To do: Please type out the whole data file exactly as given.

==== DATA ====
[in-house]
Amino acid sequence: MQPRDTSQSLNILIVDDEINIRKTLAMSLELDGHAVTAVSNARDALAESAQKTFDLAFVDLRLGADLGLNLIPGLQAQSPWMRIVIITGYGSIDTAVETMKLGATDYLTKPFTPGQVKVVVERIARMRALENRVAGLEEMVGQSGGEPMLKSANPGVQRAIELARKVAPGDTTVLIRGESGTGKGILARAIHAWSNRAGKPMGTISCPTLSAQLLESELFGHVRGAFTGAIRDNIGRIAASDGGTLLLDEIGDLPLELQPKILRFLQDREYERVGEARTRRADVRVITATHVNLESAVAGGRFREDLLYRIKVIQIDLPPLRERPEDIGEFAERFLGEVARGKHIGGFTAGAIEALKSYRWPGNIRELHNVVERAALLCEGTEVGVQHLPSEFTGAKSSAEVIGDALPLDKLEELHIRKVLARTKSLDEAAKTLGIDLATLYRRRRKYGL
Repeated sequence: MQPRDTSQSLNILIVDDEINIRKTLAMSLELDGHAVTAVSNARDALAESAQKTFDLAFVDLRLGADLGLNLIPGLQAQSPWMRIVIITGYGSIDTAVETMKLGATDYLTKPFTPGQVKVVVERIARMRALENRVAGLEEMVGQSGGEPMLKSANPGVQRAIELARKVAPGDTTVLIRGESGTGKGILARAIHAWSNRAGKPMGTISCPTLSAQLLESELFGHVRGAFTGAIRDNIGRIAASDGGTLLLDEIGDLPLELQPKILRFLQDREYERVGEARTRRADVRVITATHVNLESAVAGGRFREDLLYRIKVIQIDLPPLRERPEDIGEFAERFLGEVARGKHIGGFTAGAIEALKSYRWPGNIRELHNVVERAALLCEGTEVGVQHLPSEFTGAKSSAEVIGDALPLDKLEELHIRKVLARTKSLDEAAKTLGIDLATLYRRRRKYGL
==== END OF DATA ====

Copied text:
[in-house]
Amino acid sequence: MQPRDTSQSLNILIVDDEINIRKTLAMSLELDGHAVTAVSNARDALAESAQKTFDLAFVDLRLGADLGLNLIPGLQAQSPWMRIVIITGYGSIDTAVETMKLGATDYLTKPFTPGQVKVVVERIARMRALENRVAGLEEMVGQSGGEPMLKSANPGVQRAIELARKVAPGDTTVLIRGESGTGKGILARAIHAWSNRAGKPMGTISCPTLSAQLLESELFGHVRGAFTGAIRDNIGRIAASDGGTLLLDEIGDLPLELQPKILRFLQDREYERVGEARTRRADVRVITATHVNLESAVAGGRFREDLLYRIKVIQIDLPPLRERPEDIGEFAERFLGEVARGKHIGGFTAGAIEALKSYRWPGNIRELHNVVERAALLCEGTEVGVQHLPSEFTGAKSSAEVIGDALPLDKLEELHIRKVLARTKSLDEAAKTLGIDLATLYRRRRKYGL
Repeated sequence: MQPRDTSQSLNILIVDDEINIRKTLAMSLELDGHAVTAVSNARDALAESAQKTFDLAFVDLRLGADLGLNLIPGLQAQSPWMRIVIITGYGSIDTAVETMKLGATDYLTKPFTPGQVKVVVERIARMRALENRVAGLEEMVGQSGGEPMLKSANPGVQRAIELARKVAPGDTTVLIRGESGTGKGILARAIHAWSNRAGKPMGTISCPTLSAQLLESELFGHVRGAFTGAIRDNIGRIAASDGGTLLLDEIGDLPLELQPKILRFLQDREYERVGEARTRRADVRVITATHVNLESAVAGGRFREDLLYRIKVIQIDLPPLRERPEDIGEFAERFLGEVARGKHIGGFTAGAIEALKSYRWPGNIRELHNVVERAALLCEGTEVGVQHLPSEFTGAKSSAEVIGDALPLDKLEELHIRKVLARTKSLDEAAKTLGIDLATLYRRRRKYGL